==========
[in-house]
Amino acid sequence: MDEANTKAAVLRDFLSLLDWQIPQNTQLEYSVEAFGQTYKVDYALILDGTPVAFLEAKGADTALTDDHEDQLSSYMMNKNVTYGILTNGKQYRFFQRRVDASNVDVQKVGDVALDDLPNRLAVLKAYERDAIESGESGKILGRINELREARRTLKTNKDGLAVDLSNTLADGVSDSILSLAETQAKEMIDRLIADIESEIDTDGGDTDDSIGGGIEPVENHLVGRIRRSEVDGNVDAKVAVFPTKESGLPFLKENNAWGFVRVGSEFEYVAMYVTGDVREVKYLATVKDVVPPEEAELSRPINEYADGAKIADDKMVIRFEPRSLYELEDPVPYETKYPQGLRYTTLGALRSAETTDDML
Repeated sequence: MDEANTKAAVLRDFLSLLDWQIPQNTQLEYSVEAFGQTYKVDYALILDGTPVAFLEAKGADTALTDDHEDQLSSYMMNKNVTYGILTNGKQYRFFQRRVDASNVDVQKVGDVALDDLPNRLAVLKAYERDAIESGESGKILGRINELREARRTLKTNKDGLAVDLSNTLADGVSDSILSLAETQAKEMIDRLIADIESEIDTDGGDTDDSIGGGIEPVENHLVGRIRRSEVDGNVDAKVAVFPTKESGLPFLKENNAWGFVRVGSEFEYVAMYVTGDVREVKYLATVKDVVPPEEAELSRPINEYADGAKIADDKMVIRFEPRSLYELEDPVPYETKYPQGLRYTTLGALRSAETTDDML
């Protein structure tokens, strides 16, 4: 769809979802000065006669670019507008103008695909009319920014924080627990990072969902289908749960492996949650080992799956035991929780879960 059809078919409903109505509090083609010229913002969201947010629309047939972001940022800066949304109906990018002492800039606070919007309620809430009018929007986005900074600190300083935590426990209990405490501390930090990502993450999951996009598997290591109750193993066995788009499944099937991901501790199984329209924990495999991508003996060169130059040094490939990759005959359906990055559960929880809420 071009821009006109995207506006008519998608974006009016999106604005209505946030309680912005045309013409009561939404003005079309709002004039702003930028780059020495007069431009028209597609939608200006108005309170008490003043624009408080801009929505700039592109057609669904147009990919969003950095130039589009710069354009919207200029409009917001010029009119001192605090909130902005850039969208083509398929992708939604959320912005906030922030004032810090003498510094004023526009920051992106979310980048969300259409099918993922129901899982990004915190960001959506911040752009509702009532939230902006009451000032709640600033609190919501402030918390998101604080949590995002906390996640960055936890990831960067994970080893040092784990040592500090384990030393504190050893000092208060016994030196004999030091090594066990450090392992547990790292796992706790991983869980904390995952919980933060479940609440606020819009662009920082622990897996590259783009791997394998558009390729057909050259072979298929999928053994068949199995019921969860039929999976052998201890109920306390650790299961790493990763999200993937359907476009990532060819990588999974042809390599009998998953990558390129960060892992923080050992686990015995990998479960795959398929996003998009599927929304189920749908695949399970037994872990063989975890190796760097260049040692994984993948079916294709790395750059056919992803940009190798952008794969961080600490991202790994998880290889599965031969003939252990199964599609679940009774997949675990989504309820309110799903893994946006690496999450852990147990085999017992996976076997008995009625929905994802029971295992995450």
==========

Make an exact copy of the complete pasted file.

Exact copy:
[in-house]
Amino acid sequence: MDEANTKAAVLRDFLSLLDWQIPQNTQLEYSVEAFGQTYKVDYALILDGTPVAFLEAKGADTALTDDHEDQLSSYMMNKNVTYGILTNGKQYRFFQRRVDASNVDVQKVGDVALDDLPNRLAVLKAYERDAIESGESGKILGRINELREARRTLKTNKDGLAVDLSNTLADGVSDSILSLAETQAKEMIDRLIADIESEIDTDGGDTDDSIGGGIEPVENHLVGRIRRSEVDGNVDAKVAVFPTKESGLPFLKENNAWGFVRVGSEFEYVAMYVTGDVREVKYLATVKDVVPPEEAELSRPINEYADGAKIADDKMVIRFEPRSLYELEDPVPYETKYPQGLRYTTLGALRSAETTDDML
Repeated sequence: MDEANTKAAVLRDFLSLLDWQIPQNTQLEYSVEAFGQTYKVDYALILDGTPVAFLEAKGADTALTDDHEDQLSSYMMNKNVTYGILTNGKQYRFFQRRVDASNVDVQKVGDVALDDLPNRLAVLKAYERDAIESGESGKILGRINELREARRTLKTNKDGLAVDLSNTLADGVSDSILSLAETQAKEMIDRLIADIESEIDTDGGDTDDSIGGGIEPVENHLVGRIRRSEVDGNVDAKVAVFPTKESGLPFLKENNAWGFVRVGSEFEYVAMYVTGDVREVKYLATVKDVVPPEEAELSRPINEYADGAKIADDKMVIRFEPRSLYELEDPVPYETKYPQGLRYTTLGALRSAETTDDML
């Protein structure tokens, strides 16, 4: 769809979802000065006669670019507008103008695909009319920014924080627990990072969902289908749960492996949650080992799956035991929780879960 059809078919409903109505509090083609010229913002969201947010629309047939972001940022800066949304109906990018002492800039606070919007309620809430009018929007986005900074600190300083935590426990209990405490501390930090990502993450999951996009598997290591109750193993066995788009499944099937991901501790199984329209924990495999991508003996060169130059040094490939990759005959359906990055559960929880809420 071009821009006109995207506006008519998608974006009016999106604005209505946030309680912005045309013409009561939404003005079309709002004039702003930028780059020495007069431009028209597609939608200006108005309170008490003043624009408080801009929505700039592109057609669904147009990919969003950095130039589009710069354009919207200029409009917001010029009119001192605090909130902005850039969208083509398929992708939604959320912005906030922030004032810090003498510094004023526009920051992106979310980048969300259409099918993922129901899982990004915190960001959506911040752009509702009532939230902006009451000032709640600033609190919501402030918390998101604080949590995002906390996640960055936890990831960067994970080893040092784990040592500090384990030393504190050893000092208060016994030196004999030091090594066990450090392992547990790292796992706790991983869980904390995952919980933060479940609440606020819009662009920082622990897996590259783009791997394998558009390729057909050259072979298929999928053994068949199995019921969860039929999976052998201890109920306390650790299961790493990763999200993937359907476009990532060819990588999974042809390599009998998953990558390129960060892992923080050992686990015995990998479960795959398929996003998009599927929304189920749908695949399970037994872990063989975890190796760097260049040692994984993948079916294709790395750059056919992803940009190798952008794969961080600490991202790994998880290889599965031969003939252990199964599609679940009774997949675990989504309820309110799903893994946006690496999450852990147990085999017992996976076997008995009625929905994802029971295992995450």